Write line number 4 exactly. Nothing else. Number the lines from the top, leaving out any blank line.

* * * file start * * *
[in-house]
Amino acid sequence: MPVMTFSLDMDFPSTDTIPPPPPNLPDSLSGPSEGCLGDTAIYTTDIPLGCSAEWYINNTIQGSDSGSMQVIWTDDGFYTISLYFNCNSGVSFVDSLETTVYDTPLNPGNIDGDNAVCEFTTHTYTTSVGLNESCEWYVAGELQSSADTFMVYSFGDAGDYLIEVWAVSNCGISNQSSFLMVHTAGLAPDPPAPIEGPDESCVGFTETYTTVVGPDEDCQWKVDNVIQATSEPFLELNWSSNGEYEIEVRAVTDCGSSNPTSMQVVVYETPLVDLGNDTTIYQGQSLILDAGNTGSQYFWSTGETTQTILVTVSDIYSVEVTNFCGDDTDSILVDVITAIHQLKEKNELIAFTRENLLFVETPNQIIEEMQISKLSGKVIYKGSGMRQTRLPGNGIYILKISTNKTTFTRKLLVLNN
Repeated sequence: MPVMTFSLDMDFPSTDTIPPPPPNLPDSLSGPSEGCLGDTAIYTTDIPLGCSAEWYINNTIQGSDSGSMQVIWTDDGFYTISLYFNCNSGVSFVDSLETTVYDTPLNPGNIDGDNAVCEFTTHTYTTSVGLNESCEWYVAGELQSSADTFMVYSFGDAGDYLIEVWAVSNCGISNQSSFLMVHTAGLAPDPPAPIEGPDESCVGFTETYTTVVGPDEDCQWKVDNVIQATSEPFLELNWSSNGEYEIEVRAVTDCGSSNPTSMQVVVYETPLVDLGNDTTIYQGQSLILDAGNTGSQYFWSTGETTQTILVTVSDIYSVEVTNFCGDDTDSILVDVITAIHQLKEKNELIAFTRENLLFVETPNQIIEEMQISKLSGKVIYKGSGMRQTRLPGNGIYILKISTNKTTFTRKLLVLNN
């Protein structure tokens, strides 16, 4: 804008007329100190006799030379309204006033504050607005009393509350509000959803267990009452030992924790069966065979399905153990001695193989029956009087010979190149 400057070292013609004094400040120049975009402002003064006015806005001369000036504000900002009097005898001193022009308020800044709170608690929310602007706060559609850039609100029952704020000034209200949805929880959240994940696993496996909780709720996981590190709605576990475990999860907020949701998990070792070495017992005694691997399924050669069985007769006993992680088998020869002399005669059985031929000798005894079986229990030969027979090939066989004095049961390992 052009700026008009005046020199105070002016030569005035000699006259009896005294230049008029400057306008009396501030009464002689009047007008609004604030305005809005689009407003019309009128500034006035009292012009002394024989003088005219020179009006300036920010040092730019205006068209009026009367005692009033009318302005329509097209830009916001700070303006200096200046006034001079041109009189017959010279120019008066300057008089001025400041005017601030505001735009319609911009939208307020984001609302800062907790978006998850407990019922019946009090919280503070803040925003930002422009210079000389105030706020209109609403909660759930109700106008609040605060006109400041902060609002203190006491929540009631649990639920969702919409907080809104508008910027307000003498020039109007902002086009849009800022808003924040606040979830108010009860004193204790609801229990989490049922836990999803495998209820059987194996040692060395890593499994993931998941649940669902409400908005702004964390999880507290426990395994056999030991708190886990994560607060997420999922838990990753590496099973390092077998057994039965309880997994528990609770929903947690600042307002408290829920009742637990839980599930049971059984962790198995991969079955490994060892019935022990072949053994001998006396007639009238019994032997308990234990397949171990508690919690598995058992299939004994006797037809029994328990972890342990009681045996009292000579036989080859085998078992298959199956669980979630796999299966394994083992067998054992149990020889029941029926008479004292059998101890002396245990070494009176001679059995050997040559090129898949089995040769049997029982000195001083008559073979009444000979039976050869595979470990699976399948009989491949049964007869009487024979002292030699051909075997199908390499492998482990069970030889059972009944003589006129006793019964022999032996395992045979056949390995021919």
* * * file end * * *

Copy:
């Protein structure tokens, strides 16, 4: 804008007329100190006799030379309204006033504050607005009393509350509000959803267990009452030992924790069966065979399905153990001695193989029956009087010979190149 400057070292013609004094400040120049975009402002003064006015806005001369000036504000900002009097005898001193022009308020800044709170608690929310602007706060559609850039609100029952704020000034209200949805929880959240994940696993496996909780709720996981590190709605576990475990999860907020949701998990070792070495017992005694691997399924050669069985007769006993992680088998020869002399005669059985031929000798005894079986229990030969027979090939066989004095049961390992 052009700026008009005046020199105070002016030569005035000699006259009896005294230049008029400057306008009396501030009464002689009047007008609004604030305005809005689009407003019309009128500034006035009292012009002394024989003088005219020179009006300036920010040092730019205006068209009026009367005692009033009318302005329509097209830009916001700070303006200096200046006034001079041109009189017959010279120019008066300057008089001025400041005017601030505001735009319609911009939208307020984001609302800062907790978006998850407990019922019946009090919280503070803040925003930002422009210079000389105030706020209109609403909660759930109700106008609040605060006109400041902060609002203190006491929540009631649990639920969702919409907080809104508008910027307000003498020039109007902002086009849009800022808003924040606040979830108010009860004193204790609801229990989490049922836990999803495998209820059987194996040692060395890593499994993931998941649940669902409400908005702004964390999880507290426990395994056999030991708190886990994560607060997420999922838990990753590496099973390092077998057994039965309880997994528990609770929903947690600042307002408290829920009742637990839980599930049971059984962790198995991969079955490994060892019935022990072949053994001998006396007639009238019994032997308990234990397949171990508690919690598995058992299939004994006797037809029994328990972890342990009681045996009292000579036989080859085998078992298959199956669980979630796999299966394994083992067998054992149990020889029941029926008479004292059998101890002396245990070494009176001679059995050997040559090129898949089995040769049997029982000195001083008559073979009444000979039976050869595979470990699976399948009989491949049964007869009487024979002292030699051909075997199908390499492998482990069970030889059972009944003589006129006793019964022999032996395992045979056949390995021919």